Kevin Klein Asks: When will politics be treated as a business?

When will politics be treated as a business?

WINNIPEG - After being in the media as long as I have you become doubtful of what any politician promises, because their promises are always the same. They say they will fix everything when elected, but then we hear the famous ”It was much worse than I thought” excuse.

Look back in time. List all the promises and check off all the ones they achieved. There will be a big difference between those lists.

I’m reminded of a conversation I had with Ron Joyce, a Canadian Business icon - a man who truly made it on his own, who worked for every dime, who came from very, very little.

He said to me “hey kid, put a dollar in a jar for every promise every politician says. When they get elected take a dollar out every time that politician follows though on a promise. You will ALWAYS have money son.”

When I was a CEO, if I made promises to the board of directors and then went back a year later and said “The last person did a worse job than I thought” so I can’t keep any of my promises, but on the plus side did you know I attended every Jets party” I think we all know what would have happened. I would have been quickly and deservedly fired.

When a new politician is hired, you can assume that it’s because the “Board” (constituents) already knows the past person didn’t do a good job, or the new politician wouldn’t have been hired (elected). So save us the excuses, please.

If I put together a budget and at the end of the fiscal year I lost money (ran a deficit) it would be a quick (and rough) conversation with my boss. We don’t ever do that in business, because it’s not smart. So why do politicians do it with our money?

But in our city, Politicians do this often and then they blame the snow for example, it’s Winnipeg! It has been snowing for more than 100 years at the same time of year every year! How did you not plan accordingly?

Politicians are elected, hired to represent the people in their community. It seems too often once elected it’s more about them. Here’s a fact, I had an issue and needed the assistance of an elected official. I called, explained the opportunity and the little bit of help we needed. In response? NOTHING, for days, no reply, no returned call, no representative to say we will get back to you because you are important, NOTHING.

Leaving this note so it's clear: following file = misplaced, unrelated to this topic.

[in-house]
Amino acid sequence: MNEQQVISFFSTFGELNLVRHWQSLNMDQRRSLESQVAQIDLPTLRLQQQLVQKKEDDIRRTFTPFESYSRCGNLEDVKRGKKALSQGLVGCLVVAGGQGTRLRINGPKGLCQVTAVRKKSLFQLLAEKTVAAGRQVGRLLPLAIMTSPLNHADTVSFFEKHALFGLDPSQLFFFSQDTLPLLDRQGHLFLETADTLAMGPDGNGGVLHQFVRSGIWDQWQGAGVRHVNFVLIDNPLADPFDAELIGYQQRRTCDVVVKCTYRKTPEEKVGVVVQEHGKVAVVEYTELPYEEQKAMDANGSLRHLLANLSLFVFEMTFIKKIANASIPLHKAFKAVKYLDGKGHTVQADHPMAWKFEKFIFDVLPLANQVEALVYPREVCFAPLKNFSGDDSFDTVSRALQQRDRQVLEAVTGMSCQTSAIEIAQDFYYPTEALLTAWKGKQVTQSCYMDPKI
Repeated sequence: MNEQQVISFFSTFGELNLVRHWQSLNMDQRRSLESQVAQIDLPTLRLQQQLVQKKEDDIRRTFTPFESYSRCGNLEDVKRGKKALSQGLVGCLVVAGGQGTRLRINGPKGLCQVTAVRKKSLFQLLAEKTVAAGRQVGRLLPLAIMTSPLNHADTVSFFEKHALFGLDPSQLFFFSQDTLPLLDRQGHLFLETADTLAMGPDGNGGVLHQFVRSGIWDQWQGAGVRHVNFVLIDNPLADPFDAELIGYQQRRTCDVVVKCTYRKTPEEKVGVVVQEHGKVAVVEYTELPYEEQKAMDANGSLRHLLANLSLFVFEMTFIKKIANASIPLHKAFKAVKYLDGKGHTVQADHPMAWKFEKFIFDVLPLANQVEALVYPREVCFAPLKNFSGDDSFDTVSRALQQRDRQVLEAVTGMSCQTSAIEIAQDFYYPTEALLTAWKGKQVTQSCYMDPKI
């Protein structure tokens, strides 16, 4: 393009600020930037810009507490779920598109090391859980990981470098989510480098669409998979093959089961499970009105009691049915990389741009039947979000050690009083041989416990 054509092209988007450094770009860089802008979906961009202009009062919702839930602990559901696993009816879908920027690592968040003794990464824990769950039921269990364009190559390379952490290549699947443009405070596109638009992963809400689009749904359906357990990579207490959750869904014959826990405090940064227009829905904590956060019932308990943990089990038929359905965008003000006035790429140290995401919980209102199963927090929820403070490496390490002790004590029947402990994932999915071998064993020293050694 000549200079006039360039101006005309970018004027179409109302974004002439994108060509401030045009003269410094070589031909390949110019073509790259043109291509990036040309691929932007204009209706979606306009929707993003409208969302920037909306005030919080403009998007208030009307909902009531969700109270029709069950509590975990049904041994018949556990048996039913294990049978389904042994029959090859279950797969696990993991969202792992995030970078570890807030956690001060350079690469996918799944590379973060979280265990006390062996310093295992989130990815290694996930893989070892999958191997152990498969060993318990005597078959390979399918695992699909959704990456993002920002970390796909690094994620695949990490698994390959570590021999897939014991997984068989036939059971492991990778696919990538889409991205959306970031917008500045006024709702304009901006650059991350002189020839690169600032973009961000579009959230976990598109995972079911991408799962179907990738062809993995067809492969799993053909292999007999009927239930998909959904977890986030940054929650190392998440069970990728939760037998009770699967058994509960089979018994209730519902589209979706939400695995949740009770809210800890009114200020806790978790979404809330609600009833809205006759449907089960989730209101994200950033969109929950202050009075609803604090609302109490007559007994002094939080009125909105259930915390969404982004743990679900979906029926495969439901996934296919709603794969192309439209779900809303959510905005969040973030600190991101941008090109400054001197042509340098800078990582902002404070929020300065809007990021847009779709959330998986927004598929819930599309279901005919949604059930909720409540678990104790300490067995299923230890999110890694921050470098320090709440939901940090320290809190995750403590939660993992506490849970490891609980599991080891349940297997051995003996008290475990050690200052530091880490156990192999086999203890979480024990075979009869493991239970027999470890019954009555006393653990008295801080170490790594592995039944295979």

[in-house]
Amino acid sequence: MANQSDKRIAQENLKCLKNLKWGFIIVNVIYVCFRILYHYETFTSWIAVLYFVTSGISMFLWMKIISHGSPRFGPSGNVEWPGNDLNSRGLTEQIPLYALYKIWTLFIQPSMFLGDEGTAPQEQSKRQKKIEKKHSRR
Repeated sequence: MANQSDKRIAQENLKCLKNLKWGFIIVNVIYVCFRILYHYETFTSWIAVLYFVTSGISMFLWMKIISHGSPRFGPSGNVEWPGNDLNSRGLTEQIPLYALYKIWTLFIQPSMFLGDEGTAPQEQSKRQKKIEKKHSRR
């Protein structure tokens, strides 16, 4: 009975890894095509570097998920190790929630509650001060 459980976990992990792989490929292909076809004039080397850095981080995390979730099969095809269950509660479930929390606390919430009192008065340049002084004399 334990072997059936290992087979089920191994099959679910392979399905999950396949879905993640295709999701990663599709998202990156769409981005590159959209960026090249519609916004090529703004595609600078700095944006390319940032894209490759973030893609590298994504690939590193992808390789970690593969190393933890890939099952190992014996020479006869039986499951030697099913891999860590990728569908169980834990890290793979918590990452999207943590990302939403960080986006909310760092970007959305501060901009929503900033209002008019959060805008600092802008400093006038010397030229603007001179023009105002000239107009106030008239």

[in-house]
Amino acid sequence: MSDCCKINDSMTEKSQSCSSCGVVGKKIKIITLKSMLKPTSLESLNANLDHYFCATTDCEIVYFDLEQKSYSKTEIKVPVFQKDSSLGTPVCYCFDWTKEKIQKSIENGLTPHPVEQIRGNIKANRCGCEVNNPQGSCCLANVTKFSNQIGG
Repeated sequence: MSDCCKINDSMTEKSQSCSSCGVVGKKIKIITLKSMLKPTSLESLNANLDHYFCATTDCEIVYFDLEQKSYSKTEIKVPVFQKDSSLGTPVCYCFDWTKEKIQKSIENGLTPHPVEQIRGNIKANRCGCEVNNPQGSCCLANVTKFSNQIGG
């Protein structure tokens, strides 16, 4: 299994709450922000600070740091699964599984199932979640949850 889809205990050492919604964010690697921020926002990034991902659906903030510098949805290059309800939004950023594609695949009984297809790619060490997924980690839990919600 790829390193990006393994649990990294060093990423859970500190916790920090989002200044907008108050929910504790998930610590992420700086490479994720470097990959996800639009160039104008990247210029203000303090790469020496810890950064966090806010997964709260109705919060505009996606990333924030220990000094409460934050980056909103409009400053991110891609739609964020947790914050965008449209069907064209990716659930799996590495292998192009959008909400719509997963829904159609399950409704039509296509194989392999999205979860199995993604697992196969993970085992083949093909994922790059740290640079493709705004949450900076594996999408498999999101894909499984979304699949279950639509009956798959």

And I’ve spoken to so many people who received the same shabby treatment from those who are supposed to be working for all of us.

Is it just me? Or do you feel this is outrageous? I was told by a former politician when I complained, “well they have a lot to do, they can’t return every call.” Are you KIDDING ME? When a customer called my office, I called back no matter what. When my boss called, I called back no matter what. Let’s be honest, nobody is that busy. OK, let’s say they are, we pay a lot of taxes, A LOT OF TAXES, and they get to hire support staff. Can they not call, can they not support the elected official? That’s what we’re paying them for.

Or does it just not matter until a year before an election?

Again, in business this does not happen. If you don’t call a customer back who has a problem or that needs help, they will no longer be a customer. If that happens a few times you will no longer have a job.

So why don’t we demand our politicians treat the city more like a business? After all the City is one of the biggest employers in Winnipeg, so is the provincial government. They each provide services, they’re NOT FREE, we pay plenty of taxes for every service. Each level of Government is a business, period.

You will soon be heading to the polls to HIRE a person to represent you. So, ask them how they will represent your interests, money, investment (home value). Ask them how will they control expenses and ask for examples. Ask them what leadership experience they have.

Here’s one question as friend told me he always asks: “Have you ever had to live pay cheque to pay cheque?” He said, if they said ‘yes’ he felt they really understood the value of peoples money.

Ask as many questions as you want, after all, it’s a job interview and you are on the board of directors.

TOPICS:   Winnipeg News

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